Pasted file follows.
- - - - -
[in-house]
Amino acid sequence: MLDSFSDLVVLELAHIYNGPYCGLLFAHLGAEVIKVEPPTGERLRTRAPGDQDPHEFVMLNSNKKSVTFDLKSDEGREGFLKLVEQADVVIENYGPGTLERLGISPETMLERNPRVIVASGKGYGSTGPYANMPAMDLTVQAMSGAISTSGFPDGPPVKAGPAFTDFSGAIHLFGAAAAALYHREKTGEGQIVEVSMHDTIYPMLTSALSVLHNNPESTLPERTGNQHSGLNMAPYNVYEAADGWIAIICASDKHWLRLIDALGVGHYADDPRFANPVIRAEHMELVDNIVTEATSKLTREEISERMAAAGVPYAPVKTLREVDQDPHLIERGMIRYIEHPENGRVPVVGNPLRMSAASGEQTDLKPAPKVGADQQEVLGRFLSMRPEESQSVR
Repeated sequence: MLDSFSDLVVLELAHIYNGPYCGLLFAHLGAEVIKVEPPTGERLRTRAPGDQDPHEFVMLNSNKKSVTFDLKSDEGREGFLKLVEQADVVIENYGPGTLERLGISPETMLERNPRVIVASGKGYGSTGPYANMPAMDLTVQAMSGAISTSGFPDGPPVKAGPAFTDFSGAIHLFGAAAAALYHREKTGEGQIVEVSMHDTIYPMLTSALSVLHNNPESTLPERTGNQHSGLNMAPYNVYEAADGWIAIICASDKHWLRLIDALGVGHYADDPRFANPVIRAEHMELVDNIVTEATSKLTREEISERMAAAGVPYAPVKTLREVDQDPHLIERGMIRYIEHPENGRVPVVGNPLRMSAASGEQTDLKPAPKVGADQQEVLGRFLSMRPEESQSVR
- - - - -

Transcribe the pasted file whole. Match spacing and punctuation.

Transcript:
[in-house]
Amino acid sequence: MLDSFSDLVVLELAHIYNGPYCGLLFAHLGAEVIKVEPPTGERLRTRAPGDQDPHEFVMLNSNKKSVTFDLKSDEGREGFLKLVEQADVVIENYGPGTLERLGISPETMLERNPRVIVASGKGYGSTGPYANMPAMDLTVQAMSGAISTSGFPDGPPVKAGPAFTDFSGAIHLFGAAAAALYHREKTGEGQIVEVSMHDTIYPMLTSALSVLHNNPESTLPERTGNQHSGLNMAPYNVYEAADGWIAIICASDKHWLRLIDALGVGHYADDPRFANPVIRAEHMELVDNIVTEATSKLTREEISERMAAAGVPYAPVKTLREVDQDPHLIERGMIRYIEHPENGRVPVVGNPLRMSAASGEQTDLKPAPKVGADQQEVLGRFLSMRPEESQSVR
Repeated sequence: MLDSFSDLVVLELAHIYNGPYCGLLFAHLGAEVIKVEPPTGERLRTRAPGDQDPHEFVMLNSNKKSVTFDLKSDEGREGFLKLVEQADVVIENYGPGTLERLGISPETMLERNPRVIVASGKGYGSTGPYANMPAMDLTVQAMSGAISTSGFPDGPPVKAGPAFTDFSGAIHLFGAAAAALYHREKTGEGQIVEVSMHDTIYPMLTSALSVLHNNPESTLPERTGNQHSGLNMAPYNVYEAADGWIAIICASDKHWLRLIDALGVGHYADDPRFANPVIRAEHMELVDNIVTEATSKLTREEISERMAAAGVPYAPVKTLREVDQDPHLIERGMIRYIEHPENGRVPVVGNPLRMSAASGEQTDLKPAPKVGADQQEVLGRFLSMRPEESQSVR